Thank Your Gut Bacteria For Making Chocolate Healthful


March 18, 2014 2:31 PM

Bacteria in your gut can break down the antioxidants in chocolate into smaller, anti-inflammatory compounds.

Boy, it’s a good time to be a dark-chocolate lover.

We’ve noted before the growing evidence that a daily dose of the bitter bean may help reduce blood pressure. There also seems to be a link between a regular chocolate habit and lower body weight.

Now scientists are offering an explanation for just why cocoa powder may be good for the heart and waistline. The magic may reside in our microbes.

The friendly bacteria in our guts can gobble up cocoa powder and turn it into compounds known to help the heart, food scientists from Louisiana State University reported Tuesday at the American Chemical Society meeting in Dallas.

The critters also convert the cocoa powder into molecules that reduce inflammation and help tell us when we’re full.

“These are good compounds to have in your gut,” says John Finley, who led the study. “They can get absorbed into your blood” and protect cells in your blood vessels from stress, he says.

For centuries, people have been attributing a vast array of health benefits to eating chocolate, from curing infertility and fatigue to fever and dental problems. But so far, the links to lower blood pressure and heart health have been the strongest — and one of the few benefits to pass muster in the eyes of science.

“I was holding out for scientists to prove chocolate’s aphrodisiac effect,” Finley jokes. “But it’s the cardiovascular benefits that will probably pan out. Our findings are one more brick in the road to proving that one.”

Of course, Finley is talking about cocoa powder here: The stuff that has no sugar and milk in it. “Our results don’t translate to a Hershey bar,” he says. “But cocoa powder goes well with many foods. I put it on my oatmeal every morning with berries.”

Cocoa powder is packed with potent antioxidants, called polyphenols. These healthful molecules are also found in dark berries and black tea. And they’re known to help the heart and possibly prevent cancer.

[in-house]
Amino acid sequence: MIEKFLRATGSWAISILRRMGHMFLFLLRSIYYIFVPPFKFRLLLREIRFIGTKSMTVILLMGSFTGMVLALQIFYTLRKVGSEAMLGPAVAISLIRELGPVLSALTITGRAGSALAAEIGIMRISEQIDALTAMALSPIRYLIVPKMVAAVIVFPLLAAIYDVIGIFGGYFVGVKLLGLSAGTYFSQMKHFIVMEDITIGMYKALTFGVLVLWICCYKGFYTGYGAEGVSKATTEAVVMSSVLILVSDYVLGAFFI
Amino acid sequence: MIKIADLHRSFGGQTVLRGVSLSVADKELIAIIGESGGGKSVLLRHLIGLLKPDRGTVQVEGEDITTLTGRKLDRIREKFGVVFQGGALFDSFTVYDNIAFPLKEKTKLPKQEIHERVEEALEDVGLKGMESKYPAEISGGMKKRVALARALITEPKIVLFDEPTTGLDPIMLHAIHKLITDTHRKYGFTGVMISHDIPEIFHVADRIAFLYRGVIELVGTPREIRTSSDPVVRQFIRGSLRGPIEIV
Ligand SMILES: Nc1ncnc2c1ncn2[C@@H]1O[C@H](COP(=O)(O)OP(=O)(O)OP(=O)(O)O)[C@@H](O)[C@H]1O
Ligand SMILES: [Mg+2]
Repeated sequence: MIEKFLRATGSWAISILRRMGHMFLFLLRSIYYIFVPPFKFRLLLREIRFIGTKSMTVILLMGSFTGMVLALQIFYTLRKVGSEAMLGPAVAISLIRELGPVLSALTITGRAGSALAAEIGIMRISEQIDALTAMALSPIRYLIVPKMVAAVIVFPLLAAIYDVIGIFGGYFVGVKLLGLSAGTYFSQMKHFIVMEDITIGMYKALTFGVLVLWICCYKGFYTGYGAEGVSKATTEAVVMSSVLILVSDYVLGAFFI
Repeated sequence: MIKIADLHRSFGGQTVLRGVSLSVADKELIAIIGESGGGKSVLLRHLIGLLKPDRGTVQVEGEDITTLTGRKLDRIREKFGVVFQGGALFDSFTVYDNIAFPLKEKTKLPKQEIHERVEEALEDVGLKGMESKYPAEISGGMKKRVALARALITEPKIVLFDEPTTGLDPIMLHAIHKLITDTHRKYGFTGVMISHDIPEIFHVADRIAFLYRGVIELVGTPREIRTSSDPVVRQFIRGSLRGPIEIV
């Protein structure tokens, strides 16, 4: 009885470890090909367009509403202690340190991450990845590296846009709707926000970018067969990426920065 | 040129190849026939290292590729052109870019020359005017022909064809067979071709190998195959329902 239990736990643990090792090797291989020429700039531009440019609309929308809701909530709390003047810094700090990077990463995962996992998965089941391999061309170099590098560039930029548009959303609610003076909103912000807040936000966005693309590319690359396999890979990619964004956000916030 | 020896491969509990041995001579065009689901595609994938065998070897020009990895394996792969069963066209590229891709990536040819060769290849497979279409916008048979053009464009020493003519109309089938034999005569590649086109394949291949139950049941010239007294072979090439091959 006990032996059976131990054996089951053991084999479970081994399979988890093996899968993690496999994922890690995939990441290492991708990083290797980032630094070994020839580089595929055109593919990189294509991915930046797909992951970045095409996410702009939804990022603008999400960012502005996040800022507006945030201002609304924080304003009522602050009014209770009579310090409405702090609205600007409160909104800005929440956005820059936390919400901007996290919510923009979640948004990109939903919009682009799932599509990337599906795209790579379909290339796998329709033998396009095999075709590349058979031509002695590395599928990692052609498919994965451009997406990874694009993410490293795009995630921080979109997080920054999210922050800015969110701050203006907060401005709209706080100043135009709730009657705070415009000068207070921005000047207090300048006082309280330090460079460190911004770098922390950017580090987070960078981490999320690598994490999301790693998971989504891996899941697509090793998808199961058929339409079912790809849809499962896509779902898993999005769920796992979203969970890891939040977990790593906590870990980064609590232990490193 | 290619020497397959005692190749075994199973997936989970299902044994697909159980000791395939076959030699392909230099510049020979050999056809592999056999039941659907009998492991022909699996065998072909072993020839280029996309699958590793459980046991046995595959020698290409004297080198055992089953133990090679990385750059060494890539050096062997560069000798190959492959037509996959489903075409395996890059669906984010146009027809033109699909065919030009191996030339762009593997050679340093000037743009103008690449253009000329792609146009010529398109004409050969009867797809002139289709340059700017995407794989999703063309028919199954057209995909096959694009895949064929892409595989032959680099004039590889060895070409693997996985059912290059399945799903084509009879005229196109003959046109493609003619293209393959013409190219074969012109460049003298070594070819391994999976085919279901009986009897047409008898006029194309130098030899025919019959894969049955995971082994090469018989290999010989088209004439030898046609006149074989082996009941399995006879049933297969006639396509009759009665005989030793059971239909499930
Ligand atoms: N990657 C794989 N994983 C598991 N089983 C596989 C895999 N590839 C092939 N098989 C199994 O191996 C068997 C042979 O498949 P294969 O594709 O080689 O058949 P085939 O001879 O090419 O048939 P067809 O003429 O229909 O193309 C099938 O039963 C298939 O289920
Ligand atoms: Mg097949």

But there’s one major problem with many polyphenols: They’re so large that they don’t get absorbed into the blood. That’s where the critters in your gut can help out, Finley says.

Previous studies have found that gut bacteria like to feast on polyphenols from blackberries and tea. So Finley wanted to see what the bugs would do with the polyphenols in cocoa powder.

The Salt

Chowing Down On Meat, Dairy Alters Gut Bacteria A Lot, And Quickly

He and his students passed the cocoa powder through a device that mimics the human gut. First, it treats the cocoa with enzymes like the ones in your stomach. And then the remaining material goes through an “artificial colon.”

“It’s a rather yucky way of mimicking people’s lower gut,” Finely says. “It’s just a mixture of fecal matter. We pay people $20 to give us a sample. We get a lot of graduate students to volunteer.”

Sounds gross, but those “donations” are teeming with life — trillions of bacteria that see the cocoa powder as a five-star dinner.

“The microbes break down the polyphenols into smaller molecules that are more likely to make it across the gut into the blood,” Finely says. Those compounds are the good ones that help reduce inflammation and stress in the blood vessels.